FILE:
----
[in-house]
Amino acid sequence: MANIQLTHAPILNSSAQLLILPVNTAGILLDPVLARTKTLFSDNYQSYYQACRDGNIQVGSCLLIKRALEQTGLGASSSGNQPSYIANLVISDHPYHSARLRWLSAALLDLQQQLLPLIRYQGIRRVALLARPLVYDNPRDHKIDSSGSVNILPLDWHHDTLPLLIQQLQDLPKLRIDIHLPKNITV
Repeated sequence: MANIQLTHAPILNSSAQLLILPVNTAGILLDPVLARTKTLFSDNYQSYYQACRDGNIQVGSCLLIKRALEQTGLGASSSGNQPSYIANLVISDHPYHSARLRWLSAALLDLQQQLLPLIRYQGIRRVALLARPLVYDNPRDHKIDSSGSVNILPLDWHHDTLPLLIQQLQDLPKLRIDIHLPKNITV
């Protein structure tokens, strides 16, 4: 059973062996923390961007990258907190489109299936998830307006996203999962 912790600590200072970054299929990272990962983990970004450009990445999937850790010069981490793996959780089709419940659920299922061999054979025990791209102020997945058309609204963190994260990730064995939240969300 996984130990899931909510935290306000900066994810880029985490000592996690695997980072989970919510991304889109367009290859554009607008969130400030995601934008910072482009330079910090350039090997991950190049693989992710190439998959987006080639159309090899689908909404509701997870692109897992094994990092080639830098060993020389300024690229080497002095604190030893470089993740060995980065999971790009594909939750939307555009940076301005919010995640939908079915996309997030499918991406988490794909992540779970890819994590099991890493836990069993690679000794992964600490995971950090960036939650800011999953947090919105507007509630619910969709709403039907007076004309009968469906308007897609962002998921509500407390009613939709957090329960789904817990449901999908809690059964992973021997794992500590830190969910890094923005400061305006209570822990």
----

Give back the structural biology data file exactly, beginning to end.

[in-house]
Amino acid sequence: MANIQLTHAPILNSSAQLLILPVNTAGILLDPVLARTKTLFSDNYQSYYQACRDGNIQVGSCLLIKRALEQTGLGASSSGNQPSYIANLVISDHPYHSARLRWLSAALLDLQQQLLPLIRYQGIRRVALLARPLVYDNPRDHKIDSSGSVNILPLDWHHDTLPLLIQQLQDLPKLRIDIHLPKNITV
Repeated sequence: MANIQLTHAPILNSSAQLLILPVNTAGILLDPVLARTKTLFSDNYQSYYQACRDGNIQVGSCLLIKRALEQTGLGASSSGNQPSYIANLVISDHPYHSARLRWLSAALLDLQQQLLPLIRYQGIRRVALLARPLVYDNPRDHKIDSSGSVNILPLDWHHDTLPLLIQQLQDLPKLRIDIHLPKNITV
């Protein structure tokens, strides 16, 4: 059973062996923390961007990258907190489109299936998830307006996203999962 912790600590200072970054299929990272990962983990970004450009990445999937850790010069981490793996959780089709419940659920299922061999054979025990791209102020997945058309609204963190994260990730064995939240969300 996984130990899931909510935290306000900066994810880029985490000592996690695997980072989970919510991304889109367009290859554009607008969130400030995601934008910072482009330079910090350039090997991950190049693989992710190439998959987006080639159309090899689908909404509701997870692109897992094994990092080639830098060993020389300024690229080497002095604190030893470089993740060995980065999971790009594909939750939307555009940076301005919010995640939908079915996309997030499918991406988490794909992540779970890819994590099991890493836990069993690679000794992964600490995971950090960036939650800011999953947090919105507007509630619910969709709403039907007076004309009968469906308007897609962002998921509500407390009613939709957090329960789904817990449901999908809690059964992973021997794992500590830190969910890094923005400061305006209570822990």